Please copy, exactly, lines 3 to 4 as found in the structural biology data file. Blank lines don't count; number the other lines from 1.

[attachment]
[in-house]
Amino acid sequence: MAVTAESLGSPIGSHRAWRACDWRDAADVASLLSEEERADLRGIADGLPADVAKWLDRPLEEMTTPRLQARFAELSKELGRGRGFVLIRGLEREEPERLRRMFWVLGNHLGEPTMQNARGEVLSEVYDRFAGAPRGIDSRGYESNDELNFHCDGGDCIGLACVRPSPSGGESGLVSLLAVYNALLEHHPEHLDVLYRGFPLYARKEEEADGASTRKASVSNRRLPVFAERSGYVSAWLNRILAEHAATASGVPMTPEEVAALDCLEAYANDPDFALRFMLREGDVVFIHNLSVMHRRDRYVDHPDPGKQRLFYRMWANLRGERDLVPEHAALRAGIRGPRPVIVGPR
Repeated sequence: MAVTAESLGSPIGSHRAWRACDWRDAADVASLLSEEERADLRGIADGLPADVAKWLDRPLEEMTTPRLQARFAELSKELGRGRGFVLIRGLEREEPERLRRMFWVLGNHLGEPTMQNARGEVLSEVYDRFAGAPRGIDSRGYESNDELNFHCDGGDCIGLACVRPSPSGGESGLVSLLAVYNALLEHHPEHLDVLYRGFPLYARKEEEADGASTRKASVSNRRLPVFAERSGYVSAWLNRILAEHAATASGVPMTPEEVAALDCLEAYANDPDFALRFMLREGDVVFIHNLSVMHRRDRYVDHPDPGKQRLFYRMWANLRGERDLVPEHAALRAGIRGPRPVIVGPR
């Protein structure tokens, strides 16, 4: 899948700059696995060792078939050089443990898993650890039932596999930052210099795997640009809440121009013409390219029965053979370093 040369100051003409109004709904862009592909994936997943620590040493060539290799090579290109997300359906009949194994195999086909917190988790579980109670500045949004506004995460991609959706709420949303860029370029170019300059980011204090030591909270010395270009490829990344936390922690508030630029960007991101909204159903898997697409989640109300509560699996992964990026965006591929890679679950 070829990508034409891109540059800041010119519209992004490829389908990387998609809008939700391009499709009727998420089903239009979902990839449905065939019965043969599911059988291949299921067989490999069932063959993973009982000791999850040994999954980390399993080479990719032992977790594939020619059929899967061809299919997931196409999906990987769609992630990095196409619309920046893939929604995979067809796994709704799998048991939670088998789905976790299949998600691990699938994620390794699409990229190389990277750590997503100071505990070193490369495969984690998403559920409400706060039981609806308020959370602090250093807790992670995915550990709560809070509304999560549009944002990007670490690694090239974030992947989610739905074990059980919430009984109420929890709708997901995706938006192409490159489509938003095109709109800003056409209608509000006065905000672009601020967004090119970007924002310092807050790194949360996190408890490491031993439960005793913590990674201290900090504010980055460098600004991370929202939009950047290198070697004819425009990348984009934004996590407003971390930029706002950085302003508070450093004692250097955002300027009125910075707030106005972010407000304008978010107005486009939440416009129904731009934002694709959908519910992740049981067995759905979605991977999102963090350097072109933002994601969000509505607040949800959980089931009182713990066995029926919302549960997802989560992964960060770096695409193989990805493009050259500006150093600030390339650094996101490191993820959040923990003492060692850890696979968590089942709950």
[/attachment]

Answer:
Repeated sequence: MAVTAESLGSPIGSHRAWRACDWRDAADVASLLSEEERADLRGIADGLPADVAKWLDRPLEEMTTPRLQARFAELSKELGRGRGFVLIRGLEREEPERLRRMFWVLGNHLGEPTMQNARGEVLSEVYDRFAGAPRGIDSRGYESNDELNFHCDGGDCIGLACVRPSPSGGESGLVSLLAVYNALLEHHPEHLDVLYRGFPLYARKEEEADGASTRKASVSNRRLPVFAERSGYVSAWLNRILAEHAATASGVPMTPEEVAALDCLEAYANDPDFALRFMLREGDVVFIHNLSVMHRRDRYVDHPDPGKQRLFYRMWANLRGERDLVPEHAALRAGIRGPRPVIVGPR
């Protein structure tokens, strides 16, 4: 899948700059696995060792078939050089443990898993650890039932596999930052210099795997640009809440121009013409390219029965053979370093 040369100051003409109004709904862009592909994936997943620590040493060539290799090579290109997300359906009949194994195999086909917190988790579980109670500045949004506004995460991609959706709420949303860029370029170019300059980011204090030591909270010395270009490829990344936390922690508030630029960007991101909204159903898997697409989640109300509560699996992964990026965006591929890679679950 070829990508034409891109540059800041010119519209992004490829389908990387998609809008939700391009499709009727998420089903239009979902990839449905065939019965043969599911059988291949299921067989490999069932063959993973009982000791999850040994999954980390399993080479990719032992977790594939020619059929899967061809299919997931196409999906990987769609992630990095196409619309920046893939929604995979067809796994709704799998048991939670088998789905976790299949998600691990699938994620390794699409990229190389990277750590997503100071505990070193490369495969984690998403559920409400706060039981609806308020959370602090250093807790992670995915550990709560809070509304999560549009944002990007670490690694090239974030992947989610739905074990059980919430009984109420929890709708997901995706938006192409490159489509938003095109709109800003056409209608509000006065905000672009601020967004090119970007924002310092807050790194949360996190408890490491031993439960005793913590990674201290900090504010980055460098600004991370929202939009950047290198070697004819425009990348984009934004996590407003971390930029706002950085302003508070450093004692250097955002300027009125910075707030106005972010407000304008978010107005486009939440416009129904731009934002694709959908519910992740049981067995759905979605991977999102963090350097072109933002994601969000509505607040949800959980089931009182713990066995029926919302549960997802989560992964960060770096695409193989990805493009050259500006150093600030390339650094996101490191993820959040923990003492060692850890696979968590089942709950």